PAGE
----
The four nominated plays include the heartwarming human-puppet hybrid “War Horse,” which was a huge hit in London, David Lindsay-Abaire’s blue-collar “Good People,” Jez Butterworth’s vanishing English tale “Jerusalem” and Stephen Adly Guirgis’ searing recovery story “The Motherf—- With the Hat.”

Among individual actors who earned nominations were Al Pacino, who played Shylock in “The Merchant of Venice,” Vanessa Redgrave in “Driving Miss Daisy,” Edie Falco in “The House of Blue Leaves” and Ellen Barkin in “The Normal Heart.”

Overlooked were James Earl Jones in “Driving Miss Daisy,” Daniel Radcliffe in “How to Succeed in Business Without Really Trying,” Ben Stiller in “The House of Blue Leaves” and Aaron Tveit from “Catch Me If You Can.” Kathy Griffin, not surprisingly, did not get a nomination, despite calling her one-woman show “Kathy Griffin Wants a Tony.”

With 14 nominations, “The Book of Mormon” takes its place among Broadway musicals with the most Tony nominations, just below “The Producers” and “Billy Elliot,” which each won 15 nominations.

About two Mormon missionaries who find more than they bargained for in Africa, the musical was written by Trey Parker and Matt Stone, the creators of Comedy Central’s irreverent “South Park,” and Robert Lopez, co-creator of the equally irreverent Tony Award-winning musical “Avenue Q.” All got nominations for the music, book and lyrics. Casey Nicholaw won a best choreography nomination for the show and shared honors with Parker for best direction of a musical.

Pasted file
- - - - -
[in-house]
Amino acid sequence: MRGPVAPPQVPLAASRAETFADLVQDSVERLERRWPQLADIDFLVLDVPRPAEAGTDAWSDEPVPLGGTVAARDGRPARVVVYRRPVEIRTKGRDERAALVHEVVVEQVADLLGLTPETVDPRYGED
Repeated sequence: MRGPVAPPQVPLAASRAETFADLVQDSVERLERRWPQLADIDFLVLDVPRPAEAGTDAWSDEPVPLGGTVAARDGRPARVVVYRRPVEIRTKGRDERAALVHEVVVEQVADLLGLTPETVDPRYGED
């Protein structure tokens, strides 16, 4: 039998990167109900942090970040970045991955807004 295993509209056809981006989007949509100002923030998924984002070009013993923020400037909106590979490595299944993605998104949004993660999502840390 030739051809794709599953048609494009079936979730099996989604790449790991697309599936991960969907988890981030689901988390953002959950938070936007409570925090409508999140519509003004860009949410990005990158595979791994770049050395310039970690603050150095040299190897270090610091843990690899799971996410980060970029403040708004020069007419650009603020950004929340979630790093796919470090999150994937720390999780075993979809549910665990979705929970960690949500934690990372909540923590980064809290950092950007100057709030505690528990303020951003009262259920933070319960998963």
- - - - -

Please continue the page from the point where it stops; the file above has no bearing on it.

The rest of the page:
As for the real Mormons, the church would not add to the comment they first issued when the musical opened: “The production may attempt to entertain audiences for an evening, but the Book of Mormon as a volume of scripture will change people’s lives forever by bringing them closer to Christ.”

The Tony nominations for “The Scottsboro Boys” may give producers an argument to put the work back on Broadway. It had started off-Broadway and critical acclaim paved the way for a Broadway run. Producer Barry Weissler had been seeking support from the theatergoing public to resurrect the show by pledging to buy tickets if it is remounted.